Sept. 11, 2001 (also referred to as 9/11) marks a dark day in history across the globe. Many can recall exactly where they were when they heard the news of the four terrorist attacks that resulted in more than 3,000 lives lost on American soil.
In memory of the 20th anniversary of 9/11, Newman students wrote thank you letters to 911 responders in Wichita during Jet Friday on Sept. 10. Campus Ministry also offered a noon Mass for all lives lost and affected by the attacks of 9/11 in St. John’s Chapel.
The events of 9/11 had an impact on countless individuals. Today we share the reflections of two Newman faculty and staff members.
Kristi Barton Edwards, assistant professor of criminal justice
At 8 a.m. Sept. 11, 2001, Kristi Barton Edwards was running late for her Constitutional Law class during her final semester at the University of Kansas. As she turned on her car radio and drove to campus, Edwards heard a report on the first of two attacks on the twin towers and thought it must have been a hoax.
“As soon as I got to class, the professor turned on the news and we watched the second tower get hit,” Edwards said. “My professor was from New York, so he was holding his breath and furiously trying to contact friends and family who were there.”
For the rest of the week, Edwards’ classes were canceled. Many students left campus to spend time with their family and friends — Edwards included. As she continued to watch the coverage of law enforcement, firefighters and others saving lives and handling the chaos, Edwards felt called to help in those efforts.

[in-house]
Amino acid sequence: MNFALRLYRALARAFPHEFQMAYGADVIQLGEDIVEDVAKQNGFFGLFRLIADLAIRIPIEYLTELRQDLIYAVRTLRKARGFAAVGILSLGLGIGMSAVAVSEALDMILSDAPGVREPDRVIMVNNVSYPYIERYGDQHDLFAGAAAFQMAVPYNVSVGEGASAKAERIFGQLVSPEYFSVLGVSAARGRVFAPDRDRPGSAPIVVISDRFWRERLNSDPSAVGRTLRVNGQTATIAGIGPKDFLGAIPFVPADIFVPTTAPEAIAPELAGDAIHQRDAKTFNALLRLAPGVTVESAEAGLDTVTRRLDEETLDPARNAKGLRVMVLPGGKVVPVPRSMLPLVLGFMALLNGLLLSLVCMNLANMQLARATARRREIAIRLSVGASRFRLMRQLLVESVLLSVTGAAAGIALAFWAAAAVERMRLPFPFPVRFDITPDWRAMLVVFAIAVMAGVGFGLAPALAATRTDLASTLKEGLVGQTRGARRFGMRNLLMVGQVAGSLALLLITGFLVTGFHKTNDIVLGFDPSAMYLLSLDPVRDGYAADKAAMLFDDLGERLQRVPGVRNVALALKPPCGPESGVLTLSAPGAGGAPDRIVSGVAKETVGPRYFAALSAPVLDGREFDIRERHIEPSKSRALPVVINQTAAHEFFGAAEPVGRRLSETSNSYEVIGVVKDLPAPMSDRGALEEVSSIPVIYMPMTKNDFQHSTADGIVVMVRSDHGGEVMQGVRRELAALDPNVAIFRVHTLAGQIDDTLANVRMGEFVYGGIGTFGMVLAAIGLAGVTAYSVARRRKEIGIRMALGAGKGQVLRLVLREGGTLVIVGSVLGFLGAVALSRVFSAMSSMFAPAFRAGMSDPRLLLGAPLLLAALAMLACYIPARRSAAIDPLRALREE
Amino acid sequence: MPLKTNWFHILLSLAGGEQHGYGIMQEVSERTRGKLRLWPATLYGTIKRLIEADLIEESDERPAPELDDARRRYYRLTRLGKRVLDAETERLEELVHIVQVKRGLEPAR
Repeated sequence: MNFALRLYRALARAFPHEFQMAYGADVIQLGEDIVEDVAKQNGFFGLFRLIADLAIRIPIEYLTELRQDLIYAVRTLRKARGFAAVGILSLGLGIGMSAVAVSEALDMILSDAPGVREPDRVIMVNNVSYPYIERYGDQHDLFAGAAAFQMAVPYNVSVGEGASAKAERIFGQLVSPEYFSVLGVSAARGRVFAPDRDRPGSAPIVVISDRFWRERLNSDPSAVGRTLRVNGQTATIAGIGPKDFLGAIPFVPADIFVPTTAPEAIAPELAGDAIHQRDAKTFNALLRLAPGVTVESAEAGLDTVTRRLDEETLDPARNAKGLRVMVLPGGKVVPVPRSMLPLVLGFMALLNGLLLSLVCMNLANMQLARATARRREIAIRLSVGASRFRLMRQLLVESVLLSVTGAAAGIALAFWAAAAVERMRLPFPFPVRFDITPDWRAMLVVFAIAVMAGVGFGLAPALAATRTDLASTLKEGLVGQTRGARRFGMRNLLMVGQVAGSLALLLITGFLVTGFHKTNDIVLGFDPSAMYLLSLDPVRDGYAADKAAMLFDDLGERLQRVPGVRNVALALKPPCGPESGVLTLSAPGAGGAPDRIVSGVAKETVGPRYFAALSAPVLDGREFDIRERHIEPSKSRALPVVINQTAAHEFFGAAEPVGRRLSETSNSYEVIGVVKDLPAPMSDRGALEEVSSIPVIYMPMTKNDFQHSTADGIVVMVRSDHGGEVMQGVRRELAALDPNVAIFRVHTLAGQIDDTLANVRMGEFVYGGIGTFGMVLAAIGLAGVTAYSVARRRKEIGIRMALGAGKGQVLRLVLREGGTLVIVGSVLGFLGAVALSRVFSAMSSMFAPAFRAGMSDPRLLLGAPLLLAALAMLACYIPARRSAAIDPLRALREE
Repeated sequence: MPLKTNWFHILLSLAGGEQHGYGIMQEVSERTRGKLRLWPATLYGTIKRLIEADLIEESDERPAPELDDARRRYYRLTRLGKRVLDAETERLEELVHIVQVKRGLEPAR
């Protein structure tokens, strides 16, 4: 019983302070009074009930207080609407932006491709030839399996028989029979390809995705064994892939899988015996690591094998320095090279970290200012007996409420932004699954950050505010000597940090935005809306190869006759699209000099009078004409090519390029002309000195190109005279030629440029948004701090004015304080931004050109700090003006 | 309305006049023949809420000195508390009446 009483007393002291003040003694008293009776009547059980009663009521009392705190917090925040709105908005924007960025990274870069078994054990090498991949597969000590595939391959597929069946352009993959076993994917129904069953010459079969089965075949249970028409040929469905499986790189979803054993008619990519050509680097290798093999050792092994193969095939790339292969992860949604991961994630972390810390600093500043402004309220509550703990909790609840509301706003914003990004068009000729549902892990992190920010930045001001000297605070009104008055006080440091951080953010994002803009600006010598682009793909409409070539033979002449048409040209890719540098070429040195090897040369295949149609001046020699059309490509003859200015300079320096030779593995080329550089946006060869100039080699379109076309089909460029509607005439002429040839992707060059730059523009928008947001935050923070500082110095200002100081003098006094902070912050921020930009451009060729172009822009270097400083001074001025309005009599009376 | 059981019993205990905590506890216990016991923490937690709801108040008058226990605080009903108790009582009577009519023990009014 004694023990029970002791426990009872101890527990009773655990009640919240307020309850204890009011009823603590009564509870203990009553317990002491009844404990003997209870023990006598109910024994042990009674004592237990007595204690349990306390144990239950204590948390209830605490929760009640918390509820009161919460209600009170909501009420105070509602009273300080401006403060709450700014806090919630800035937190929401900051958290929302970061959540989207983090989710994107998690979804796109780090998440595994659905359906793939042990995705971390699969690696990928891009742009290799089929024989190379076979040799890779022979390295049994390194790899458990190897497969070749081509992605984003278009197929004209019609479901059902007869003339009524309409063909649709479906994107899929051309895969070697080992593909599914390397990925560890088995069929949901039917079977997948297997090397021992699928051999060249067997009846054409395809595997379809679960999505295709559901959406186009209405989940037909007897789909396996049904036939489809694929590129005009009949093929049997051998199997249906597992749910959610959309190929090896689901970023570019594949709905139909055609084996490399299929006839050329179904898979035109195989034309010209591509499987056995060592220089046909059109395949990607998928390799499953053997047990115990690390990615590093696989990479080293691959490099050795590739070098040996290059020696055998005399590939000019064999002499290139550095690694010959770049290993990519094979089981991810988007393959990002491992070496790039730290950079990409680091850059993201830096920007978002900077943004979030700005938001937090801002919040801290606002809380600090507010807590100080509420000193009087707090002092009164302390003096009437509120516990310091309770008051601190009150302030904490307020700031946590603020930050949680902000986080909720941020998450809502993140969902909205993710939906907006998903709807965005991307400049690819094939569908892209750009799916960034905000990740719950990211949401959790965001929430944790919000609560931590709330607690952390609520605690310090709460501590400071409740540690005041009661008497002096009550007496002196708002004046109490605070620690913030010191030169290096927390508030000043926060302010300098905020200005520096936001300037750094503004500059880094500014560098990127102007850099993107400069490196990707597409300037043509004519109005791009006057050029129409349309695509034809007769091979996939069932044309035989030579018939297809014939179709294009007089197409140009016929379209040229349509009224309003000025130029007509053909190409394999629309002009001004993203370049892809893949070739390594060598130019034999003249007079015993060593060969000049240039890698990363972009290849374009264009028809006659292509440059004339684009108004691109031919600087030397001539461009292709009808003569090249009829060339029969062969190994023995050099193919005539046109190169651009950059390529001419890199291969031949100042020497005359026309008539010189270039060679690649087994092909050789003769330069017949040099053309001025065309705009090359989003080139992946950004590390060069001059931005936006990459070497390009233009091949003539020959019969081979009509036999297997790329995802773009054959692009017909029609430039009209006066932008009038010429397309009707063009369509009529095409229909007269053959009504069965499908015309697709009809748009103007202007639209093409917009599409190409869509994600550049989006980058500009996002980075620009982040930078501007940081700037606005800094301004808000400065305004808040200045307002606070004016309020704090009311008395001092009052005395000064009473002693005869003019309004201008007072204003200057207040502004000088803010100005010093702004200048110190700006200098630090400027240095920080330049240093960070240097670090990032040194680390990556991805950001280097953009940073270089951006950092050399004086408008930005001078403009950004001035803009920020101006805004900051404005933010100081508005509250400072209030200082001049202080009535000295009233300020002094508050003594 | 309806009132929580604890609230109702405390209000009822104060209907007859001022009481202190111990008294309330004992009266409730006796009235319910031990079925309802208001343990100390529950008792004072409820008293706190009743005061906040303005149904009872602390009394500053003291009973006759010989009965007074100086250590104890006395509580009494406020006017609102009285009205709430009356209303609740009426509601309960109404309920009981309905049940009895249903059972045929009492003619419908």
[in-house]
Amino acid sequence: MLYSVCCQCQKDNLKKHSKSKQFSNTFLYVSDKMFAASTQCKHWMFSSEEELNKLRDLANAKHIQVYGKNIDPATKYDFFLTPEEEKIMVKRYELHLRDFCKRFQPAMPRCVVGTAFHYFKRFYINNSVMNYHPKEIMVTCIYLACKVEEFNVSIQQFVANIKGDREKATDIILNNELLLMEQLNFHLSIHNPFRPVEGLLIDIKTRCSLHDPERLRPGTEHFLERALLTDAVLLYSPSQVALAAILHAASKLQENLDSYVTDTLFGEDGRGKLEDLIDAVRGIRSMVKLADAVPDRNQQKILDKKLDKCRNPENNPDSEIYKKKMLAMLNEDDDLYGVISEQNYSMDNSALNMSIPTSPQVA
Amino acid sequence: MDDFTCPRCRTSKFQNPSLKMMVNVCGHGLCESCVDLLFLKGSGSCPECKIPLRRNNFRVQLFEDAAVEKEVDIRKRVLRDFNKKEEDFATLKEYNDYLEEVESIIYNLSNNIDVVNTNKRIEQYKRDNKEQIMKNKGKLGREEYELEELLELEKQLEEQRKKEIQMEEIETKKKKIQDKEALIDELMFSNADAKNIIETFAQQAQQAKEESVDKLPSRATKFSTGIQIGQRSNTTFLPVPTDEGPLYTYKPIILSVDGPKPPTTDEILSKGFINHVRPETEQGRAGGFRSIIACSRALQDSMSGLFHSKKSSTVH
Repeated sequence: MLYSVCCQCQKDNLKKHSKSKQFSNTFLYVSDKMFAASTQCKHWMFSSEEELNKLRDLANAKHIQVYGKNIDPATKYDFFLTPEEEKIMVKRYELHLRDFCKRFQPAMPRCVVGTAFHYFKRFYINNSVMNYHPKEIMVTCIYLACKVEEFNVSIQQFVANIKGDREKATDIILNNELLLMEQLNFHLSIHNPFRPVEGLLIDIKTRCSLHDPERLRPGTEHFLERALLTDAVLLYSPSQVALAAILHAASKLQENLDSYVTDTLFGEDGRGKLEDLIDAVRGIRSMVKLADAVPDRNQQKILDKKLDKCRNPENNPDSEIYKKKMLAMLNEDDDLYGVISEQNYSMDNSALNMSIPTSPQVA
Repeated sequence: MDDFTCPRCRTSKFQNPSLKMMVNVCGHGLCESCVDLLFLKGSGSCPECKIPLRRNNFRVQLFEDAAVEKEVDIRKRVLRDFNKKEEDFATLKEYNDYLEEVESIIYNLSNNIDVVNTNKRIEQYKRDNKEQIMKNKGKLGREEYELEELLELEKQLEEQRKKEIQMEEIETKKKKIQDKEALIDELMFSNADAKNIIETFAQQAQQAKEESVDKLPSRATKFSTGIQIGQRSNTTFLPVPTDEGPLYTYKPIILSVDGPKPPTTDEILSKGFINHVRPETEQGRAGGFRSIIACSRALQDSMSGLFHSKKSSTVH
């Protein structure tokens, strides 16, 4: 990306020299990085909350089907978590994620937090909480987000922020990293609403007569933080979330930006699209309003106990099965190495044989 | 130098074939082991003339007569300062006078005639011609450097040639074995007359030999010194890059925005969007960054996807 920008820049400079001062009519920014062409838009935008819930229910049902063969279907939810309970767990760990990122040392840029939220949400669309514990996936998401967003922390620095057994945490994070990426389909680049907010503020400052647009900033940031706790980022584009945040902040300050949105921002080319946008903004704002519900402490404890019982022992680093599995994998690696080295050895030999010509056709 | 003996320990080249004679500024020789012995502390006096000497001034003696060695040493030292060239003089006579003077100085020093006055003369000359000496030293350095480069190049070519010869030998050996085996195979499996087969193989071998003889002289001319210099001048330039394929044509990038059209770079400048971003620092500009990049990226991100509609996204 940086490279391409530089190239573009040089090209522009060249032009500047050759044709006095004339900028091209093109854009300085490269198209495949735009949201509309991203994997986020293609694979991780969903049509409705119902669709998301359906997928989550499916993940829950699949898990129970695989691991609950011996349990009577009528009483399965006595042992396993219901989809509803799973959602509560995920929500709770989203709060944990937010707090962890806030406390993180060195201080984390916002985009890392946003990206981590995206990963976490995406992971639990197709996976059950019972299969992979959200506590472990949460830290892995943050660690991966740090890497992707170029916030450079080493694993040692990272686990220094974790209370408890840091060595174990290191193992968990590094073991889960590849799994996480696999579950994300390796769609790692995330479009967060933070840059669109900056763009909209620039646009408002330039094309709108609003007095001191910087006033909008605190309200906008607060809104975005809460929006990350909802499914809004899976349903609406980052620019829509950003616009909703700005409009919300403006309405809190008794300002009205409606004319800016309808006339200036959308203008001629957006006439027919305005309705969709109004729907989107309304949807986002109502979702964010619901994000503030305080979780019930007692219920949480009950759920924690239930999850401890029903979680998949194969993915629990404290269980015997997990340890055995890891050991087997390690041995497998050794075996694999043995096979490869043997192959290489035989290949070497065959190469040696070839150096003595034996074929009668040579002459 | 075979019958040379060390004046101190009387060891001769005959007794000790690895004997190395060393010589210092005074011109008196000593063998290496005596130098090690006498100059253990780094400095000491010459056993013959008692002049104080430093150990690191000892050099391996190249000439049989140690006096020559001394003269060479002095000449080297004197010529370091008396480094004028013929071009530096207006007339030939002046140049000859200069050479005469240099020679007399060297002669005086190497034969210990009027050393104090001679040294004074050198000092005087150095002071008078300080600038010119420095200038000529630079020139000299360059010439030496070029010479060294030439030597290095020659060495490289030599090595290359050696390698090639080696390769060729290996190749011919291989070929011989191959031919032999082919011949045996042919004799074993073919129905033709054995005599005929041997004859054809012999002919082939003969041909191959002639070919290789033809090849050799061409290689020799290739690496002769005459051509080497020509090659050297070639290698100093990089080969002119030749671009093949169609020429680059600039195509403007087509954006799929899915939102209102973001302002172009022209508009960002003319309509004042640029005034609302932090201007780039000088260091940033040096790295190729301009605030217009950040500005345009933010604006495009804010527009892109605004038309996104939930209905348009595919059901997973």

“My professor was from New York, so he was holding his breath and furiously trying to contact friends and family who were there.”— Kristi Barton Edwards, assistant professor of criminal justice
“It became crystal clear to me that I wanted to be part of the changes that were coming for how we live and feel safe in the U.S.,” she said. “The experience solidified my decision to work as a prosecutor in my hometown in Sedgwick County, Kansas, and to find ways to provide training and support to law enforcement officers.”
A career-solidifying impact
Though 20 years have passed, Edwards remembers the day’s events as if they happened yesterday.
“The collective consciousness of law enforcement was altered forever on 9/11. I cannot emphasize enough how many aspects of our lives changed that day. I remember flying before 9/11, how easy it was to get into an airport, or in and out of government buildings without a weapons check. Truly, there are so many parts of life that were privileges and we took it all for granted.”
Edwards added, “As a profession, the mentality shifted from keeping the peace to protecting all of us from terrorism. With this in mind, I find it incredibly frustrating when anyone attacks law enforcement, or blames law enforcement, for its response to disorder and chaos.”
Edwards defines 9/11 as a “truly terrible, horrible, no good day.”
“And it really did have an immediate impact on my decision to dedicate my life to working with law enforcement,” she said.